The Belizean jungle provides, like all jungles, special treats to all animals. There are wild berries, cohune nuts, water vines and a Mayan spice called culantro (not cilantro that you know), to name a few. Birds and mammals have a fanatical appreciation for the jungle of Belize. Sure, after all it is their source of food and certainly their home. Every so often, the jungle offers something very different to the universe. An example is the stemadaemia fruit.
If we ask anyone to remember the name of this wild fruit for a test, they would, at best take a wild guess on the true or false question or a wild guess on a multiple choice question. However, things change when the local name flavour start enriching one’s vocabulary. The local names give to this particular wild fruit are “horses nuts”, or “Grandfather’s nuts” or the Spanish name “cojotones”. Now, try forgetting those! Whatever name you can remember, we know that toucans and parrots love this fruit which splits in half when ripened exposing a bright orange/red inside with a centre of yellow seeds. Its beautiful and it definitely will get your attention. While we do not consume this nut, we certainly have had much experience as kids using it as a tool.
Growing up in or close to the jungle, as kids, we were enamoured by kites. A huge accomplishment for Belizean children growing up is the creation of our first kite – coconut straws for the ribs, Amandala or Reporter newspaper pages, string, a thin piece of cloth for a tail and “horses nuts” as our natural Elmer’s glue. This fruit, once broken off the stem, “bleeds” a white sap which would hold our paper sheets securely together on our kites. The sap of this fruit is magic and it certainly was amazing for kids growing up loving kites.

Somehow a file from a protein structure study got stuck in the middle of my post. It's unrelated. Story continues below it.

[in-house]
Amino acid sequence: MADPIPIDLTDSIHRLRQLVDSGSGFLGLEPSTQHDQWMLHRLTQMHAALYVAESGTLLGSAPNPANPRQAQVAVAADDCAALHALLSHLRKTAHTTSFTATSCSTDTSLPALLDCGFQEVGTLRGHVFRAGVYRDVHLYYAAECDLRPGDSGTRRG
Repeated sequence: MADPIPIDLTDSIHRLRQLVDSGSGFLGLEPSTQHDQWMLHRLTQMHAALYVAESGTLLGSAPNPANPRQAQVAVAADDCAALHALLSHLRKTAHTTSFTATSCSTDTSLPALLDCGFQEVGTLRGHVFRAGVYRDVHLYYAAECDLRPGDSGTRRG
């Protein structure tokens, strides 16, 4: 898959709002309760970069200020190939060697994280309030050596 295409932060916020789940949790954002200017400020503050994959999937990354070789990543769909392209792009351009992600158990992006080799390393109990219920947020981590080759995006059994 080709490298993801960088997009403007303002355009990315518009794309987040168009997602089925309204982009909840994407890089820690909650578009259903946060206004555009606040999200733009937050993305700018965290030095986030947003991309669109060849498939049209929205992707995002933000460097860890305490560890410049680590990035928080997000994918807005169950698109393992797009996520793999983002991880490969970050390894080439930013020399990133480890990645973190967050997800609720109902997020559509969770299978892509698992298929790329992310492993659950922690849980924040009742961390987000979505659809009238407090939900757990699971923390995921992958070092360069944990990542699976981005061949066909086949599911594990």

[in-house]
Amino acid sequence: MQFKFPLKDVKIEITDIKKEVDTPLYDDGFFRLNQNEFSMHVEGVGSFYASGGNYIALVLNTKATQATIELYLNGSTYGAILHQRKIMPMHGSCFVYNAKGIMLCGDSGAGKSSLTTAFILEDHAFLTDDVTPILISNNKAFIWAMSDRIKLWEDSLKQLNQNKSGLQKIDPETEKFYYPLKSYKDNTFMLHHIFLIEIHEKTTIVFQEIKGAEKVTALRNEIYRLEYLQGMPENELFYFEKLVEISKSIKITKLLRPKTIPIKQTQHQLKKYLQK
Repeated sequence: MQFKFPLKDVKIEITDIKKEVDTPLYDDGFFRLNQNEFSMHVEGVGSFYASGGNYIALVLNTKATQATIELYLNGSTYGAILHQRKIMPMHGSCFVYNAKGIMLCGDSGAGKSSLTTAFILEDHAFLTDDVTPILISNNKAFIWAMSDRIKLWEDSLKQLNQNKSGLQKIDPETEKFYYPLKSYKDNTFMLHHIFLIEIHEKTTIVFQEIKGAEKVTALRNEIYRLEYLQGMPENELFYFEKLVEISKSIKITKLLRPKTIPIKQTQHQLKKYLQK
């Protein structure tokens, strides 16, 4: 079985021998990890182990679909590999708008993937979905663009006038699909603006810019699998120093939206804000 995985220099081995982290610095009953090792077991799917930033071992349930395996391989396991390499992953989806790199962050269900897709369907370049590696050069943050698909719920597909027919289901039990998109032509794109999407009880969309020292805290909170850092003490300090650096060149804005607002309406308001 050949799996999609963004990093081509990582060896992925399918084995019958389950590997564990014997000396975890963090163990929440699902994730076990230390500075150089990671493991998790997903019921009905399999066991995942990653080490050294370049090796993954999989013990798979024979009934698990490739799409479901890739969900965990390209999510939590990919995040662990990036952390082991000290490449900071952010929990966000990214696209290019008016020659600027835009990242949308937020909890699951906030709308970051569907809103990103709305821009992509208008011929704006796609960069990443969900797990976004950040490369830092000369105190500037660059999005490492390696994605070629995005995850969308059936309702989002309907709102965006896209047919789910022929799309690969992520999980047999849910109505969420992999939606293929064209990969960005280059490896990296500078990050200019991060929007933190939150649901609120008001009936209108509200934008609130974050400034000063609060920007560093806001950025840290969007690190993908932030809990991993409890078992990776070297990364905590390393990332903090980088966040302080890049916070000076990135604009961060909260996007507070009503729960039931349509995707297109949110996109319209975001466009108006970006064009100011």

Not only was it a paramount source of glue for our kites, but it is also a wart destroyer. Medicinally, a few pastes of this sap over a wart and almost magically the wart disappears. The stemadaemia fruit is truly one way in which nature says to us “have fun, live well”. Every late Spring and early Summer this fruit, found in abundance around Ancient Maya sites, ripens and toucans and parrots welcome it in celebration.